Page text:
Let us be too proud ... to refuse shelter to exiled foreigners, too proud to do dirty little tricks because other people can stoop to them, too proud to lose an inch of our freedom, too proud, even if it beggars us, to tolerate social injustice here, too proud to suffer anywhere in this country an ugly mean way of living....
Bainbridge's narrative is permeated by a tone that sounds, alas, far more familiar to our ears: petulance and complaint. In her travels, she does encounter much that is worthy of complaint: industrial pollution, commericalism, unemployment, dying industries, rampant racism, and the proliferation of nuclear waste materials. But she seems almost as dismayed by a woman asking her to put out her cigarette in a train.
Following Priestley on his travels, the reader is struck by his energy and gusto, whether he is relishing the kingly comforts of a modern long-distance bus (''voluptuous, sybaritic ... motor coach''!), wondering at the skill of Wedgwood potters, or assailing the unfairness of a society in which the decent, hardworking men and women of Lancashire are reduced to abject poverty.
Following Bainbridge and her television crew on their frantic peregrinations, the reader is overcome by a feeling of exhaustion. While Priestley has long talks with miners, shipbuilders, and mill workers, Bainbridge's coverage of each stop is rushed and skimpy. Everything seems like too much trouble; nothing is worth the effort. Even the magic of the potteries holds no charm for her. Where Priestley had begged to try the wheel, Bainbridge shrinks from the idea:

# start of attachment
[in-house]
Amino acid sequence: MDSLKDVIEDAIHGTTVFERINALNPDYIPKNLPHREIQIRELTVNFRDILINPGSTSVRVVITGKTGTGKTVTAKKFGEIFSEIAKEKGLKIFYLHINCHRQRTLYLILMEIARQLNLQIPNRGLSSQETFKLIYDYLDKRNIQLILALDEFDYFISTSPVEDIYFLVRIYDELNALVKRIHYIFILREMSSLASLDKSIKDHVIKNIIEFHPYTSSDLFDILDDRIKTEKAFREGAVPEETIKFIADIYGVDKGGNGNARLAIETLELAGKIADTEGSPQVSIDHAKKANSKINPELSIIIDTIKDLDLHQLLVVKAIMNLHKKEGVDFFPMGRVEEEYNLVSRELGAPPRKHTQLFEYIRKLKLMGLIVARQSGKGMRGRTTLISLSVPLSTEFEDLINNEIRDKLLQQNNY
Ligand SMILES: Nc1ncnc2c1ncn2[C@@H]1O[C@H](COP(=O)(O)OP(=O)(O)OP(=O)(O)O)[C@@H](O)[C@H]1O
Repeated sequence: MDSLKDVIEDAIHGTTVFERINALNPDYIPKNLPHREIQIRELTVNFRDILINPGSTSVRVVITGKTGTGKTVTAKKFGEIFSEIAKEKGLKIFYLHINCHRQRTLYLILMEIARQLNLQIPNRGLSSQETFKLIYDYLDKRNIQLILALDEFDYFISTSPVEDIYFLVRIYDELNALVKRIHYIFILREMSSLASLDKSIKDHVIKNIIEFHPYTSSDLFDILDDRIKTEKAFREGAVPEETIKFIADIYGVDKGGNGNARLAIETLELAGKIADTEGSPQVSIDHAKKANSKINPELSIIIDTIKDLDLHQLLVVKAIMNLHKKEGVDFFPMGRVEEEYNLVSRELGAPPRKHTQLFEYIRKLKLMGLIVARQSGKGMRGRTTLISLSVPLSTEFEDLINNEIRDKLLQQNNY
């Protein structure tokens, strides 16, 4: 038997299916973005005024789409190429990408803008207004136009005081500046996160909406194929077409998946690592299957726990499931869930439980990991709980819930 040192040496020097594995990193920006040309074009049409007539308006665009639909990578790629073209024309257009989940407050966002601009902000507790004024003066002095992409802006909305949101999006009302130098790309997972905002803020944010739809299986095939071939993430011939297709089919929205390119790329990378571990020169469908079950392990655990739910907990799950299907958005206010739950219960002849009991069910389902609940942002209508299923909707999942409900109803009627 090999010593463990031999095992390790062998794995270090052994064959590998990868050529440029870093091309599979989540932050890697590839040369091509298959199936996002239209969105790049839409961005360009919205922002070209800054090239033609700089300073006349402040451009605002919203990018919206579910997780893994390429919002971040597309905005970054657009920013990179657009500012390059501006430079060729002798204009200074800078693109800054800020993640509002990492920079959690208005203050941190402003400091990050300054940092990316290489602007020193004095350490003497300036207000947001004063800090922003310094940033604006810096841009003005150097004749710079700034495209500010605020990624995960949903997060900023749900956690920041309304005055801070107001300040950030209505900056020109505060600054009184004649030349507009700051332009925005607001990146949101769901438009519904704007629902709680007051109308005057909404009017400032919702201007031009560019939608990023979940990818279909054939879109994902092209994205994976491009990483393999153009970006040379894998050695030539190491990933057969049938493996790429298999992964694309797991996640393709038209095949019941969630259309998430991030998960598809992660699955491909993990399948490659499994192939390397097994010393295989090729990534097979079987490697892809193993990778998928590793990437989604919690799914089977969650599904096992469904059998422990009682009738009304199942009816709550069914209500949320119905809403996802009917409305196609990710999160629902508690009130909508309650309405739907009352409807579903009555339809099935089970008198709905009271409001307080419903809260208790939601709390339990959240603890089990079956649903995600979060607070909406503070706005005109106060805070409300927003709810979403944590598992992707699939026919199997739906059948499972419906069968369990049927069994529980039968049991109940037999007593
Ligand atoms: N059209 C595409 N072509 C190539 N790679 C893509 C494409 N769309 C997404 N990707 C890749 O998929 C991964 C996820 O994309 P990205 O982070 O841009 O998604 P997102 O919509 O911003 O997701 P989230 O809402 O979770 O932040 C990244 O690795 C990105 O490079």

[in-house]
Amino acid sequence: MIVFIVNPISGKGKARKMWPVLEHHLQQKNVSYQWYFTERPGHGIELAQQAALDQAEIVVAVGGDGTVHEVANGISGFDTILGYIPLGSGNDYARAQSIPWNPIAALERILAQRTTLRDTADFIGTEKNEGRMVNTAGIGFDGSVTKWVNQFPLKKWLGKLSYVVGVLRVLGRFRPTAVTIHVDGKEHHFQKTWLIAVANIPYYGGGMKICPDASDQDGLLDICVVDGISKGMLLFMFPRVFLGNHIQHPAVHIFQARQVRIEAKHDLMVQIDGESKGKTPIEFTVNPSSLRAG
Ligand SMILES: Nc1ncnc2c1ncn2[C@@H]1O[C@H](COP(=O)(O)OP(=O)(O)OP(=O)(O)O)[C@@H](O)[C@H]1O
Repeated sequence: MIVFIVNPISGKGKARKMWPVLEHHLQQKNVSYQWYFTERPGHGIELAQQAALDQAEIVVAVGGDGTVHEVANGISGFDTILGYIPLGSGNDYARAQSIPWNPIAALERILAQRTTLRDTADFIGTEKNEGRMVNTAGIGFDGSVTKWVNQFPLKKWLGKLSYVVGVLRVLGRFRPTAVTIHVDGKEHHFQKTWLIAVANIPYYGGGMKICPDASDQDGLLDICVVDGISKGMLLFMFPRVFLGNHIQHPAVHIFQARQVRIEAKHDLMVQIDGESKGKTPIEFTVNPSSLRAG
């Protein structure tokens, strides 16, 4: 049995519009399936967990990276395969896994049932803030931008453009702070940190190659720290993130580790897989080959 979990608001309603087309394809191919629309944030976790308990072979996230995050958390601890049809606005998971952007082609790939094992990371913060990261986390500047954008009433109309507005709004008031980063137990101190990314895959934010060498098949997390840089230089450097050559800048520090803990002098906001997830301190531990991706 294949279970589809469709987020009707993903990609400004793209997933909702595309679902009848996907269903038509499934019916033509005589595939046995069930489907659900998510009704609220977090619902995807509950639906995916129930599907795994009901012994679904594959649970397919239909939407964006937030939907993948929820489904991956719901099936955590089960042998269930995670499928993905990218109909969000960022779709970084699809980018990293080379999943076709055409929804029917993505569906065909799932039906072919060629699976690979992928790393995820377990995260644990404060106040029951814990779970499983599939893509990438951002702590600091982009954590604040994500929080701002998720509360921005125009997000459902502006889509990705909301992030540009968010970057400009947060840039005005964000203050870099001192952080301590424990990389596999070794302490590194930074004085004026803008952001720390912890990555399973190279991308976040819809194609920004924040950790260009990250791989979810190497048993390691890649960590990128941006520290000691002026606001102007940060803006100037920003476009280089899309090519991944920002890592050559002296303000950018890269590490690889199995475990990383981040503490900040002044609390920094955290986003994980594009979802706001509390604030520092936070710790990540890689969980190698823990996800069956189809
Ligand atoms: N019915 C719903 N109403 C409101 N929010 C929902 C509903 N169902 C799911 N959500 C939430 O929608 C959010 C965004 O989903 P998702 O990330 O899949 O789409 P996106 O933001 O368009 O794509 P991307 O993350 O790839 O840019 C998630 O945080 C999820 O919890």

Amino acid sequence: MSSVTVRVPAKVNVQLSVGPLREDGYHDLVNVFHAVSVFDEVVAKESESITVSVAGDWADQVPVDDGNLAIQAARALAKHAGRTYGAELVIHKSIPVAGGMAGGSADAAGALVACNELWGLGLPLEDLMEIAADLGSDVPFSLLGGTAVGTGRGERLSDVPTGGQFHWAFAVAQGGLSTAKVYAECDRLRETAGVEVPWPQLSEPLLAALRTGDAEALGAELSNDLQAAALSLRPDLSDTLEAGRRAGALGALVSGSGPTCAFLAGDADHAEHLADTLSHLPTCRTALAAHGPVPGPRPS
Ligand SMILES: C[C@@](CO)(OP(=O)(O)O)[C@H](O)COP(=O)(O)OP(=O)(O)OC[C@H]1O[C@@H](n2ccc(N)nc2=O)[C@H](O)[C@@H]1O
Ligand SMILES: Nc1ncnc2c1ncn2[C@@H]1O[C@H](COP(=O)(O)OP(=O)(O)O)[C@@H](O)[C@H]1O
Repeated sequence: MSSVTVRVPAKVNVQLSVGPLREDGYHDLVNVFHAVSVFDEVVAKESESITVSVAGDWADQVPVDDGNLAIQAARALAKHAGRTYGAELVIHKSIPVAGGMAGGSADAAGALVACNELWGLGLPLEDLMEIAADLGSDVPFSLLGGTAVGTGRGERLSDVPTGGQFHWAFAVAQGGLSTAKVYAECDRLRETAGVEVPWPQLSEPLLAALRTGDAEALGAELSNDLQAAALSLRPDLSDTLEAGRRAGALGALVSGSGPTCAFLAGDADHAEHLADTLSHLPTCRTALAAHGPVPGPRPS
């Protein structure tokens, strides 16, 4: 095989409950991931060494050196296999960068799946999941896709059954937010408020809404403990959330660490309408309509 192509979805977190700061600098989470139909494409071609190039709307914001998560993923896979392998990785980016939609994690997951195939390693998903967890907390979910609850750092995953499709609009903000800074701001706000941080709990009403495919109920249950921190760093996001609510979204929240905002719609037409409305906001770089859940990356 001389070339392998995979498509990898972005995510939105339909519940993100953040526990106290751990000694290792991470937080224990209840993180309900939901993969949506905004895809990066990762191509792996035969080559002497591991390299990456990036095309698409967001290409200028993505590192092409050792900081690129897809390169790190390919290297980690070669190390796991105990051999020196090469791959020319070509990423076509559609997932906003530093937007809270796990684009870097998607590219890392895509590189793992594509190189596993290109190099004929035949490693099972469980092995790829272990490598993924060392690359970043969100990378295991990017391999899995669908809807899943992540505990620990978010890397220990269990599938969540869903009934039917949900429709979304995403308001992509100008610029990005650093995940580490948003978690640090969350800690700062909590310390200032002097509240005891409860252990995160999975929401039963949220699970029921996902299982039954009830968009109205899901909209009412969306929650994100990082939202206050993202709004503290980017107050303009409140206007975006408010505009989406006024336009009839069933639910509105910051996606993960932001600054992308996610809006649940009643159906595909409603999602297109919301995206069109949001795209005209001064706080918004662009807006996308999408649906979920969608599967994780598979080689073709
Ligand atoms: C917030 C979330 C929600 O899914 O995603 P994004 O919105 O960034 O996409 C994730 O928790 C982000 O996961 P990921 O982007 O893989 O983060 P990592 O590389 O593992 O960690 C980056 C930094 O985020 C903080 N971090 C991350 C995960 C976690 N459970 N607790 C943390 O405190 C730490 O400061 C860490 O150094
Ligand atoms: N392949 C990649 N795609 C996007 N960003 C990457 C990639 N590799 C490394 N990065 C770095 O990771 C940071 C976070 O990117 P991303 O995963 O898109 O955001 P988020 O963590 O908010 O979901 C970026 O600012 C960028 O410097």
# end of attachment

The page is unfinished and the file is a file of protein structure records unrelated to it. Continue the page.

The young man sat on a stool gripping the wheel between his thighs, splattering everyone with clay. There had been some talk of my attempting the same thing but I ran. The whole thing, the position, the action of shaping the pot was too suggestive for my liking.
Is this the spirit that made England great? What, if anything, might we make of the contrast between Priestley's lumbering grandeur and Bainbridge's fussy pettishness? The poor woman is even cynical about the simple, unalloyed pleasures offered at the Station Hotel.
Not only does Bainbridge seem peevish in comparison with the hearty Priestley; she even comes off as petulant in comparison with Paul Theroux, whose recent account of his English journey, ''Kingdom by the Sea,'' has been criticized as hypercritical and carping. But Theroux's attitude seems more a reflection of what he sees than a projection of his personality: He is appalled in direct proportion to what is actually appalling.
One suspects that the malaise Bainbridge perceives on her English journey is connected with the frame of mind she shares with many of her fellow Britons. Are Bainbridge and her countrymen despondent because England is in a rut, or is England in a rut because its people feel so despondent? It says a lot about the current state of affairs that Bainbridge expresses nostalgia not for Merrie England, nor for the Englands of Fielding, Austen, or Dickens, nor for the Edwardian England beloved of Angus Wilson, but, irony of ironies, for Priestley's depressed, smoke-darkened England of the 1930s.